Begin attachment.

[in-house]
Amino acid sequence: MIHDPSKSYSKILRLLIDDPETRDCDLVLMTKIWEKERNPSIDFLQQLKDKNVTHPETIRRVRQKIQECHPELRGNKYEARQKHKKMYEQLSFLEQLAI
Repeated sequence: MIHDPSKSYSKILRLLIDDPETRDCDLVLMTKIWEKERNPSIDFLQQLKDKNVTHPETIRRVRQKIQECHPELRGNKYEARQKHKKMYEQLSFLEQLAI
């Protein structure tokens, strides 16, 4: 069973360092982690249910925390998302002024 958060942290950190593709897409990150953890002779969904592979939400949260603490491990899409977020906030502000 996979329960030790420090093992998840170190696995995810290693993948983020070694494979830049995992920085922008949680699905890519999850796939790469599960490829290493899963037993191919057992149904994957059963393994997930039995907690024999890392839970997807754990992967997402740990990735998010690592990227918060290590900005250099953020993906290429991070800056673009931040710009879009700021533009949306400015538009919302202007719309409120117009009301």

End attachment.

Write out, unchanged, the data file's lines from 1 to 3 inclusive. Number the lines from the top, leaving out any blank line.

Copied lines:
[in-house]
Amino acid sequence: MIHDPSKSYSKILRLLIDDPETRDCDLVLMTKIWEKERNPSIDFLQQLKDKNVTHPETIRRVRQKIQECHPELRGNKYEARQKHKKMYEQLSFLEQLAI
Repeated sequence: MIHDPSKSYSKILRLLIDDPETRDCDLVLMTKIWEKERNPSIDFLQQLKDKNVTHPETIRRVRQKIQECHPELRGNKYEARQKHKKMYEQLSFLEQLAI